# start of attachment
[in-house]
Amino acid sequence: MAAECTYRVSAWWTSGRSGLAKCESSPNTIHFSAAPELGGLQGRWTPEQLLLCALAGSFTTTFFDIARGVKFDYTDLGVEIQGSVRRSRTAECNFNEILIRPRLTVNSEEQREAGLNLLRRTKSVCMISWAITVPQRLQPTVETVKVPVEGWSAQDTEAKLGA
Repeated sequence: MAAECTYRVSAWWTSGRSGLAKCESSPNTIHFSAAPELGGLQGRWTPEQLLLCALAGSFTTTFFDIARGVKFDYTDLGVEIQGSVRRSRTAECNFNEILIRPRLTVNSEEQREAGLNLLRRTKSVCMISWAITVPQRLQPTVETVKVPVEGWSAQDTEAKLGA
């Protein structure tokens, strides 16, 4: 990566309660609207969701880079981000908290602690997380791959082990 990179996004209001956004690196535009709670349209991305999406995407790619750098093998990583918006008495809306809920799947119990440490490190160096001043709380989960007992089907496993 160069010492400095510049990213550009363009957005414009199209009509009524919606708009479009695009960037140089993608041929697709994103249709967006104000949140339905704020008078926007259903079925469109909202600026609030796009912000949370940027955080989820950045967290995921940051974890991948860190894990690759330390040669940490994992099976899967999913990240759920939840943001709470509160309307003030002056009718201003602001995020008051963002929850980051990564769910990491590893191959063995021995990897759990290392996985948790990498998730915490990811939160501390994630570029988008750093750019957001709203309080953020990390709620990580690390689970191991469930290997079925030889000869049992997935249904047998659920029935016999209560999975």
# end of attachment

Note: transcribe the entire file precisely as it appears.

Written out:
[in-house]
Amino acid sequence: MAAECTYRVSAWWTSGRSGLAKCESSPNTIHFSAAPELGGLQGRWTPEQLLLCALAGSFTTTFFDIARGVKFDYTDLGVEIQGSVRRSRTAECNFNEILIRPRLTVNSEEQREAGLNLLRRTKSVCMISWAITVPQRLQPTVETVKVPVEGWSAQDTEAKLGA
Repeated sequence: MAAECTYRVSAWWTSGRSGLAKCESSPNTIHFSAAPELGGLQGRWTPEQLLLCALAGSFTTTFFDIARGVKFDYTDLGVEIQGSVRRSRTAECNFNEILIRPRLTVNSEEQREAGLNLLRRTKSVCMISWAITVPQRLQPTVETVKVPVEGWSAQDTEAKLGA
């Protein structure tokens, strides 16, 4: 990566309660609207969701880079981000908290602690997380791959082990 990179996004209001956004690196535009709670349209991305999406995407790619750098093998990583918006008495809306809920799947119990440490490190160096001043709380989960007992089907496993 160069010492400095510049990213550009363009957005414009199209009509009524919606708009479009695009960037140089993608041929697709994103249709967006104000949140339905704020008078926007259903079925469109909202600026609030796009912000949370940027955080989820950045967290995921940051974890991948860190894990690759330390040669940490994992099976899967999913990240759920939840943001709470509160309307003030002056009718201003602001995020008051963002929850980051990564769910990491590893191959063995021995990897759990290392996985948790990498998730915490990811939160501390994630570029988008750093750019957001709203309080953020990390709620990580690390689970191991469930290997079925030889000869049992997935249904047998659920029935016999209560999975």